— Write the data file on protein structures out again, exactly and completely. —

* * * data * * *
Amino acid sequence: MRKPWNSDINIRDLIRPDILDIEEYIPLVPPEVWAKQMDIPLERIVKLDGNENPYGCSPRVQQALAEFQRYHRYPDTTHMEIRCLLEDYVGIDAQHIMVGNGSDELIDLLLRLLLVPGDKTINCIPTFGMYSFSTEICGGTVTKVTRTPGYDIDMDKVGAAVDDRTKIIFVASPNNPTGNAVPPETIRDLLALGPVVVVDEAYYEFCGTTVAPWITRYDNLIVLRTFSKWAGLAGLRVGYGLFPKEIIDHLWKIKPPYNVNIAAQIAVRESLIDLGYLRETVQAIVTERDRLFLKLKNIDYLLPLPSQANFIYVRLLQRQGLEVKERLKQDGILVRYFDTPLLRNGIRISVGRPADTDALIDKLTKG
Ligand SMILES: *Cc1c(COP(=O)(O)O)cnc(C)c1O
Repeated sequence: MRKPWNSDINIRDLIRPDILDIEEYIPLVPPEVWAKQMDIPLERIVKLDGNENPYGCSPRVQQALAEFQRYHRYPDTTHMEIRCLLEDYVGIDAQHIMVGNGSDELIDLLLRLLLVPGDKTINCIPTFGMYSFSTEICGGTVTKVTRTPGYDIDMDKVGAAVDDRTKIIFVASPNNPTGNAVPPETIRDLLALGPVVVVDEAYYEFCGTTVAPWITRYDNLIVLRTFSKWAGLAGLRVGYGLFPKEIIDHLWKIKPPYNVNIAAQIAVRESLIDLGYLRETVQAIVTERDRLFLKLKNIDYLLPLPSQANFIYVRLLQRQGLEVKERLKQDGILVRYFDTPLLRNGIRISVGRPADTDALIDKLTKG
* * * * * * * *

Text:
Amino acid sequence: MRKPWNSDINIRDLIRPDILDIEEYIPLVPPEVWAKQMDIPLERIVKLDGNENPYGCSPRVQQALAEFQRYHRYPDTTHMEIRCLLEDYVGIDAQHIMVGNGSDELIDLLLRLLLVPGDKTINCIPTFGMYSFSTEICGGTVTKVTRTPGYDIDMDKVGAAVDDRTKIIFVASPNNPTGNAVPPETIRDLLALGPVVVVDEAYYEFCGTTVAPWITRYDNLIVLRTFSKWAGLAGLRVGYGLFPKEIIDHLWKIKPPYNVNIAAQIAVRESLIDLGYLRETVQAIVTERDRLFLKLKNIDYLLPLPSQANFIYVRLLQRQGLEVKERLKQDGILVRYFDTPLLRNGIRISVGRPADTDALIDKLTKG
Ligand SMILES: *Cc1c(COP(=O)(O)O)cnc(C)c1O
Repeated sequence: MRKPWNSDINIRDLIRPDILDIEEYIPLVPPEVWAKQMDIPLERIVKLDGNENPYGCSPRVQQALAEFQRYHRYPDTTHMEIRCLLEDYVGIDAQHIMVGNGSDELIDLLLRLLLVPGDKTINCIPTFGMYSFSTEICGGTVTKVTRTPGYDIDMDKVGAAVDDRTKIIFVASPNNPTGNAVPPETIRDLLALGPVVVVDEAYYEFCGTTVAPWITRYDNLIVLRTFSKWAGLAGLRVGYGLFPKEIIDHLWKIKPPYNVNIAAQIAVRESLIDLGYLRETVQAIVTERDRLFLKLKNIDYLLPLPSQANFIYVRLLQRQGLEVKERLKQDGILVRYFDTPLLRNGIRISVGRPADTDALIDKLTKG